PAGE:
While many people self-identify as Native American, by law and by custom, Native communities have historically decided who is a member. However, “Native identity and tribal affiliation is really complicated — mainly a result of genocide and Indian removal and assimilation efforts,” Heather Rae, a film producer and another cofounder of The Native Networkers, told BuzzFeed News. “I know the tribe has an official position on tribal identification, but there are many Native people who understand the diaspora that separated families from tribal systems.” Like Asbille, Rae identifies as Cherokee but is not an enrolled member of a tribal system. “I certainly don't take the position that Kelsey is not Cherokee, because I don't know.”
The New York Times reporter, Kevin Noble Maillard, told BuzzFeed News that Asbille had said she was Cherokee, but that he got the more specific lineage from The Weinstein Company’s press materials; Asbille was clear with him that “she didn’t grow up in a Native community” and never stated that she was an enrolled member, he said. “I’m glad that my article is starting this conversation,” said Maillard, who is an enrolled member of the Seminole Nation of Oklahoma. “The last thing that I’d want to happen from all of this is for people to create a pecking order of an authenticity Olympics.”
And for Rae, Proudfit, and Studi, it matters less whether an actor has indigenous ancestors; all three were more concerned with how actively performers were involved in Native American communities. “We know who shows up. I know who is being vocal for our people,” said Studi. “If they did not grow up in the culture or they’re not trying to learn about the culture, then they're only going to be able to portray what they think Native America is. And unfortunately a lot of people don’t know who we are as Native Americans today.”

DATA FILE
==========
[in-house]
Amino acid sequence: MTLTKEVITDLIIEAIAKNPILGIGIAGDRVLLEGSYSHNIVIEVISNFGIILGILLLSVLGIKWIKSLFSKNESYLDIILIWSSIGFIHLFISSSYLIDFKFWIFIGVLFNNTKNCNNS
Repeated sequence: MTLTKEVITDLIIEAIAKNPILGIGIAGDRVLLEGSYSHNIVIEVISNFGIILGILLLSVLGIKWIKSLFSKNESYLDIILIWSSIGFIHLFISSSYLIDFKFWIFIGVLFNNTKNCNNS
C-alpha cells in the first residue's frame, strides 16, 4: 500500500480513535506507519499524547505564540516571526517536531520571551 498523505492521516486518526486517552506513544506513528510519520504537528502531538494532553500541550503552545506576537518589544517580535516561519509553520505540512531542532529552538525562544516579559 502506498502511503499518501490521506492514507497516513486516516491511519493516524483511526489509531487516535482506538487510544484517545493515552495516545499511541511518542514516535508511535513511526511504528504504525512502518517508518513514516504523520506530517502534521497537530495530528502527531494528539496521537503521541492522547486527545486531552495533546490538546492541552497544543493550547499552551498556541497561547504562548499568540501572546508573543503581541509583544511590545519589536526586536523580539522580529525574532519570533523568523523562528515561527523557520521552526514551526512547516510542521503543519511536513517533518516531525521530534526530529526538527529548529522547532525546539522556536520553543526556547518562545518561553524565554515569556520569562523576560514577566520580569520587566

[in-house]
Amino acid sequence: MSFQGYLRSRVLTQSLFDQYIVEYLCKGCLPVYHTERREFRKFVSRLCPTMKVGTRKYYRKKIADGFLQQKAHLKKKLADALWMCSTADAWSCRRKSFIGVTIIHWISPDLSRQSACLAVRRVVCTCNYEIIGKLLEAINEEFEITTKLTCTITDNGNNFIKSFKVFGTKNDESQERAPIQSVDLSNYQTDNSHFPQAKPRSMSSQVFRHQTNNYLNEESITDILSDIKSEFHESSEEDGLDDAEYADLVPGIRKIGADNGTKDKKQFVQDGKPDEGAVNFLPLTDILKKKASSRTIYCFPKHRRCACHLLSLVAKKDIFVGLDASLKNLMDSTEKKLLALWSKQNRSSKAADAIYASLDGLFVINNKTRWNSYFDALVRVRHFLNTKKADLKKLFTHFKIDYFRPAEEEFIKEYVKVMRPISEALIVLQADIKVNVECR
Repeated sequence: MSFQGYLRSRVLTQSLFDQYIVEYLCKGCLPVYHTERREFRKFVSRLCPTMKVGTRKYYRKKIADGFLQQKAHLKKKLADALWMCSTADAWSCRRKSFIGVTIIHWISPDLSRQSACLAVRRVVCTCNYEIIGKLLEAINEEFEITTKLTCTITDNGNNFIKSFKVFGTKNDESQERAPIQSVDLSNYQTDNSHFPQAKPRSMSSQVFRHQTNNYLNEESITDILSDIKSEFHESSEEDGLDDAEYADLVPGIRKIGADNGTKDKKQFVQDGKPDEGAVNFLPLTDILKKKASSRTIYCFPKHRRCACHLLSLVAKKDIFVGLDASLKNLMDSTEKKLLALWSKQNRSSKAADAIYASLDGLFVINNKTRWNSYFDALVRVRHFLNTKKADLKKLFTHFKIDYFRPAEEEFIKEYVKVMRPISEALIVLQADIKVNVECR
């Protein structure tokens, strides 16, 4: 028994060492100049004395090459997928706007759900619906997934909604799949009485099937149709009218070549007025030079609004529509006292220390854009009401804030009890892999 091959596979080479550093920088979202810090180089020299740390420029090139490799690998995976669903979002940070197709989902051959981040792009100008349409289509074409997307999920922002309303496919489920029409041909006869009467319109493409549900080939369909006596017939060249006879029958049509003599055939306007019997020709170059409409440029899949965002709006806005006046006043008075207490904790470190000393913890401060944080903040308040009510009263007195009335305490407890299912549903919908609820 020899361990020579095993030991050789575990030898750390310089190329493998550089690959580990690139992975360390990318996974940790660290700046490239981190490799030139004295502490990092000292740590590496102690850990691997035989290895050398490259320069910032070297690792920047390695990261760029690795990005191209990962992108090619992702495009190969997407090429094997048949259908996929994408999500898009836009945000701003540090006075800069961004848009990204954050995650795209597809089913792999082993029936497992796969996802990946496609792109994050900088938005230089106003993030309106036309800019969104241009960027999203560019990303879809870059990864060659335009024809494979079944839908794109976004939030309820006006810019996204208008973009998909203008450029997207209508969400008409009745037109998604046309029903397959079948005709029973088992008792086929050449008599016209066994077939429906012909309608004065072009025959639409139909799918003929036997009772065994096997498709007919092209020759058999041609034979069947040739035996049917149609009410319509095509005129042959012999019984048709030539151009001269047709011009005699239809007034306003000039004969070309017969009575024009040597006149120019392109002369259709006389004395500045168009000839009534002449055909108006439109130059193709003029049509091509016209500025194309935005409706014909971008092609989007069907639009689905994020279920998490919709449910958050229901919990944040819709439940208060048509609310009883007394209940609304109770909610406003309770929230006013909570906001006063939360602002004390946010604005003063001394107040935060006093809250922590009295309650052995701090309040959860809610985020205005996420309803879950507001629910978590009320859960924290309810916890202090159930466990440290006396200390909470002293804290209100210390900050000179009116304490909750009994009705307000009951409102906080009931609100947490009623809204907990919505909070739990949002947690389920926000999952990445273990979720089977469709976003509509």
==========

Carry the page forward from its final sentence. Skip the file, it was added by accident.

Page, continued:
Audiences — and most Americans — have a narrow view of who Native people are and what they look like. That has a lot to do with onscreen depictions, which often show indigenous characters with a certain physicality, almost invariably something like Pocahontas in the Disney cartoon. “People keep imagining what Indians are supposed to look like and then finding things to fit that,” Proudfit said. Rather than reflecting the diversity of actual Native people, mainstream TV and film have relied on a funhouse mirror of fictional depictions reflecting other fictional depictions. Instead of that toxic self-reflexivity, diverse representation of marginalized groups can lead to civil rights gains, she said, pointing to positive portrayals of LGBT Americans in media as a catalyst for progressive milestones in recent years.
“I realize how important the media is to changing policy, to changing the future for my family, my community,” Proudfit said. “If people just knew who Indians were in the 21st century! But they don't get to see that, because that just is not what is portrayed.”
Although Studi said she’s frustrated with the controversy around Yellowstone, she doesn’t think boycotting Paramount Network’s project is the appropriate response. “I see moments like this as opportunities for us to have these conversations and to present to the industry the different resources that are available to them whenever they want to do Native content,” she said. “Did they mess up? They did. Can they fix it? Yes, they can. And we have to be willing to help them fix it.”
Proudfit was adamant that this one casting choice wasn’t the point. “I don’t want to minimize this to one individual,” she said. “That’s not where we’re going. That's the crumbs on the floor, not the cake on the table.”